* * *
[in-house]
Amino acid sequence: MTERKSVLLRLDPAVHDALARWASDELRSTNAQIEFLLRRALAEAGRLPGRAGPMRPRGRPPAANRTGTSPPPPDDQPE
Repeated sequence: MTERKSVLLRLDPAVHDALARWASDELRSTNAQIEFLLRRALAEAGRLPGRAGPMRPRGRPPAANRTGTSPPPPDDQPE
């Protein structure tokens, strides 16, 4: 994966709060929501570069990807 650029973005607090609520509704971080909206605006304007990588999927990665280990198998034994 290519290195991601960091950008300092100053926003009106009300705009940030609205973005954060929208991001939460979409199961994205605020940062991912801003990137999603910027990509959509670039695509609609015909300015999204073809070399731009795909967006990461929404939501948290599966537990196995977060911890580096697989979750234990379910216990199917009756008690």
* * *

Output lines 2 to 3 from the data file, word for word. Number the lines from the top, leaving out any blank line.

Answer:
Amino acid sequence: MTERKSVLLRLDPAVHDALARWASDELRSTNAQIEFLLRRALAEAGRLPGRAGPMRPRGRPPAANRTGTSPPPPDDQPE
Repeated sequence: MTERKSVLLRLDPAVHDALARWASDELRSTNAQIEFLLRRALAEAGRLPGRAGPMRPRGRPPAANRTGTSPPPPDDQPE